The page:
In the morning I read the news that middle aged people are mentally past their prime (45-49 year olds lose 3% of their mental capacity). I didn’t have a lot to start with, so that got me worried. In the afternoon I received my college alumni magazine. With my diminished mental capacity I read stories of fine young things preparing to take  the future by the lapels and shake it up and make it froth. I couldn’t help but feel like the old lions in the nature documentaries of my childhood who hear the roars of the younger lions saying, “you’re finished old guy, it’s our turn soon”.

Sometimes it is hard to remember that I was once one of those bright young things, eyeing up the oldies above me while contemplating how my generation was going to eclipse them. I’m pretty sure some 47 year old would look at his alumni magazine and see pictures and stories about us and feel exactly how I’m feeling now.

Middle age offers an opportunity to reflect on our experience, hopefully with some wisdom. The writer of the Old Testament book of Ecclesiastes did exactly that. He was rich, influential, older and reflective. He coined the phrase, “there is nothing new under the sun” and decides that a life of striving and grasping and believing in our own mythology is foolishness. He points out that after your demise enough time passes so that no one remembers you clearly, you leave your wealth to people you have no control over and believing your own press clippings can lead to a lot of self-absorbed stupidity.

Instead he advises the reader to just get on and live as if life matters now and makes a difference now. Don’t worry about legacies or influence or importance. Worry about whether your life will be judged worthy of the trouble God put into  creating you. Enjoy what you have, share your wealth with those who need it and don’t be snared by what seeks to enslave you.

I suspect that he is writing to his younger self.   As I read that magazine and thought of all the ambitions and hopes myself and my peers had over 25 years ago, I got to thinking about what I would write to my own younger self.  Here are five things that came to mind:

1. Never serve a system – serve the truth.  Your country will let you down, your politicians will let you down as will the the economy and the church and any other system you wish to name. Systems serve themselves first and will sacrifice you and mistreat you if it serves the system’s greater good. The truth, on the other hand, never asks for your obedience. It asks you to explore it and discover how it might be lived out for the benefit of you and the wider world. That truth might convict you to change, but only so that you might become a greater person rather than a lesser one.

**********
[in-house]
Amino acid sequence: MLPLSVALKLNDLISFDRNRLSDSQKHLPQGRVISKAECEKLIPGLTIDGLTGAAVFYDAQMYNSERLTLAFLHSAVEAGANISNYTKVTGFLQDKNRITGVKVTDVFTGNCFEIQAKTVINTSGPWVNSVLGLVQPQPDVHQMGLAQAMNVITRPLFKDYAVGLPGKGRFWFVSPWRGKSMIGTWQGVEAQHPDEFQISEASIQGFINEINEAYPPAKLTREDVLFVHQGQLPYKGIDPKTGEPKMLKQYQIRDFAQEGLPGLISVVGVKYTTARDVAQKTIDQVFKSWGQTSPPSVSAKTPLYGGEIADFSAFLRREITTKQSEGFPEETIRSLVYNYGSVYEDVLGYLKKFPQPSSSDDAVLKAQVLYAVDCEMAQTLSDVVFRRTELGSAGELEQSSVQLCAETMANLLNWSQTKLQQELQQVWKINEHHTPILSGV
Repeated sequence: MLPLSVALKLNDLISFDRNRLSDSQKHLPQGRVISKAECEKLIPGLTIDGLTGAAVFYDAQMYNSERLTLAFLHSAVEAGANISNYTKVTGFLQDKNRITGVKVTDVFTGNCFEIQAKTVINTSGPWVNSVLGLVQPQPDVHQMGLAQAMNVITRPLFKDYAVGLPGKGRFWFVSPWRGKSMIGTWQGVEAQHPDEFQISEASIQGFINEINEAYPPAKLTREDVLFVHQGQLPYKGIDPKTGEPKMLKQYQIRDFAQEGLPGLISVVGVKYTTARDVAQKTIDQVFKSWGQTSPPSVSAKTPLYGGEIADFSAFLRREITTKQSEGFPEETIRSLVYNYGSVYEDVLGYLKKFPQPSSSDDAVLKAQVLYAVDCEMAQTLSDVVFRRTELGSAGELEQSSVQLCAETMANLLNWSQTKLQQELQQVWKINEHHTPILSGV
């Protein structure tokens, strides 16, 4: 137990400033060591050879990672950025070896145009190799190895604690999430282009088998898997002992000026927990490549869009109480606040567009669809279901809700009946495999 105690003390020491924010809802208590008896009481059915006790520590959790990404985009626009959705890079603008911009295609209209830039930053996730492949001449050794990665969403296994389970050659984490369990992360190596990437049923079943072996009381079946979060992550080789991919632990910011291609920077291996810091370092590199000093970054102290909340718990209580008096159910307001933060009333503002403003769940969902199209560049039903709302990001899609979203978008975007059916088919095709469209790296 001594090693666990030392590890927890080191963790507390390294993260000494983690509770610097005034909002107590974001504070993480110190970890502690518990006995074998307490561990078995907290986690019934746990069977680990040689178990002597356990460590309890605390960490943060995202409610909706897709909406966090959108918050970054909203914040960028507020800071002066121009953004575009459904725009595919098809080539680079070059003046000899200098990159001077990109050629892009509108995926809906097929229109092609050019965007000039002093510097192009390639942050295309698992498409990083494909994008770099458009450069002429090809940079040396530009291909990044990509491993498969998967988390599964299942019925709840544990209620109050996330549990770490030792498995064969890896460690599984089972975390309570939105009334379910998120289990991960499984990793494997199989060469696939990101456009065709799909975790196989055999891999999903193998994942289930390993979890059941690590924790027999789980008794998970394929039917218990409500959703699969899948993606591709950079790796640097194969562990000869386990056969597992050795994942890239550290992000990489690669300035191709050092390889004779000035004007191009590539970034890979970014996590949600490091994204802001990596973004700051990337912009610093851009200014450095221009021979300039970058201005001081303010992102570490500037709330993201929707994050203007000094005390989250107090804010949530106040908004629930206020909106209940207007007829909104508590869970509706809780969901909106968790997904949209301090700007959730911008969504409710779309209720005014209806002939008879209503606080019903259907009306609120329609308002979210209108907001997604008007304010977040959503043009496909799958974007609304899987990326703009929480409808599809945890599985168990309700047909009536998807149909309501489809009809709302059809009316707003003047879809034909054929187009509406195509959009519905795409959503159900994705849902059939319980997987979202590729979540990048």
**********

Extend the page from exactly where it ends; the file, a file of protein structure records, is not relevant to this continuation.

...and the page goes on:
2. The Gospel never changes but how we express it will always require flexibility and an understanding of the culture around us.

3. A relationship is not someone else striving to make you happy.

4. Avoid functional atheism. Parker Palmer in his book  Let Your Life Speak, says “…functional atheism, [is] the belief that ultimate responsibility for everything rests with us.  This is the unconscious, unexamined conviction that if anything decent is going to happen here, we are the ones who must make it happen – a conviction held even by people who talk a good game about God.  It often leads to burnout, depression and despair, as we learn that the world will not bend to our will and we become embittered about that fact…”

5. Just because you are well educated, it doesn’t mean you are the smartest person in the room. Even if you are the smartest person in the room, you win no friends by pointing it out to everyone.

As we all know, however, even if I managed to get this list to my younger self I would have scoffed at it and thrown it away. Still it’s good to know that I am not too old to learn a few new lessons.

Bright young things can become bright older things if they hold on to that spark of being glad to be alive and glad of having the opportunity to share that spark with a world in darkness. As inspiration to the rest of you that middle age is not the beginning of the end I offer you the words of Eddie Izzard, comedian, actor, experimenter with life and bright older spark:

My homes in London and LA are usually empty: they are not very lived in, but my body is. I feel very alive. I’m living this life and that makes me very happy.